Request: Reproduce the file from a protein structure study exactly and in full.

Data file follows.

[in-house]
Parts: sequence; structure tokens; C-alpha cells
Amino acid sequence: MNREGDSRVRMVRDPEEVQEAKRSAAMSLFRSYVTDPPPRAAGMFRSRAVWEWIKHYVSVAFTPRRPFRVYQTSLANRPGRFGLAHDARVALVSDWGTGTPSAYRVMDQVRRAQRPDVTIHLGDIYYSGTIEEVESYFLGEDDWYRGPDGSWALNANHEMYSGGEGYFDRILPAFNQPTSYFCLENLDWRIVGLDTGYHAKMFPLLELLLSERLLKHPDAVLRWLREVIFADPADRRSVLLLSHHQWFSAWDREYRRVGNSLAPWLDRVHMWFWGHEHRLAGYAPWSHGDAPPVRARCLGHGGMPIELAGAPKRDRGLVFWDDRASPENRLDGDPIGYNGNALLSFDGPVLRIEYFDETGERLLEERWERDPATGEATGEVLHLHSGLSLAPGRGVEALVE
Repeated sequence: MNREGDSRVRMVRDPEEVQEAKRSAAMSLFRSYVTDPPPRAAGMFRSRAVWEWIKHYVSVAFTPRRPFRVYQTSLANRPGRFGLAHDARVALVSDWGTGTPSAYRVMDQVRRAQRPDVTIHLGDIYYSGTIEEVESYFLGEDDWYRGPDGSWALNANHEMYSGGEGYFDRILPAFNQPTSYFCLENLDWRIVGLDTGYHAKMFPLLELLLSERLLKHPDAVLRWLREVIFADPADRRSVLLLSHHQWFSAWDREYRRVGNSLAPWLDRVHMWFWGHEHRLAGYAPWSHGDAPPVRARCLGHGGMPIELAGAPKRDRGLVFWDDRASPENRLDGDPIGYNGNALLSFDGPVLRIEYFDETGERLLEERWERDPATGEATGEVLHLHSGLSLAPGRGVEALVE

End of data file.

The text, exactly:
[in-house]
Parts: sequence; structure tokens; C-alpha cells
Amino acid sequence: MNREGDSRVRMVRDPEEVQEAKRSAAMSLFRSYVTDPPPRAAGMFRSRAVWEWIKHYVSVAFTPRRPFRVYQTSLANRPGRFGLAHDARVALVSDWGTGTPSAYRVMDQVRRAQRPDVTIHLGDIYYSGTIEEVESYFLGEDDWYRGPDGSWALNANHEMYSGGEGYFDRILPAFNQPTSYFCLENLDWRIVGLDTGYHAKMFPLLELLLSERLLKHPDAVLRWLREVIFADPADRRSVLLLSHHQWFSAWDREYRRVGNSLAPWLDRVHMWFWGHEHRLAGYAPWSHGDAPPVRARCLGHGGMPIELAGAPKRDRGLVFWDDRASPENRLDGDPIGYNGNALLSFDGPVLRIEYFDETGERLLEERWERDPATGEATGEVLHLHSGLSLAPGRGVEALVE
Repeated sequence: MNREGDSRVRMVRDPEEVQEAKRSAAMSLFRSYVTDPPPRAAGMFRSRAVWEWIKHYVSVAFTPRRPFRVYQTSLANRPGRFGLAHDARVALVSDWGTGTPSAYRVMDQVRRAQRPDVTIHLGDIYYSGTIEEVESYFLGEDDWYRGPDGSWALNANHEMYSGGEGYFDRILPAFNQPTSYFCLENLDWRIVGLDTGYHAKMFPLLELLLSERLLKHPDAVLRWLREVIFADPADRRSVLLLSHHQWFSAWDREYRRVGNSLAPWLDRVHMWFWGHEHRLAGYAPWSHGDAPPVRARCLGHGGMPIELAGAPKRDRGLVFWDDRASPENRLDGDPIGYNGNALLSFDGPVLRIEYFDETGERLLEERWERDPATGEATGEVLHLHSGLSLAPGRGVEALVE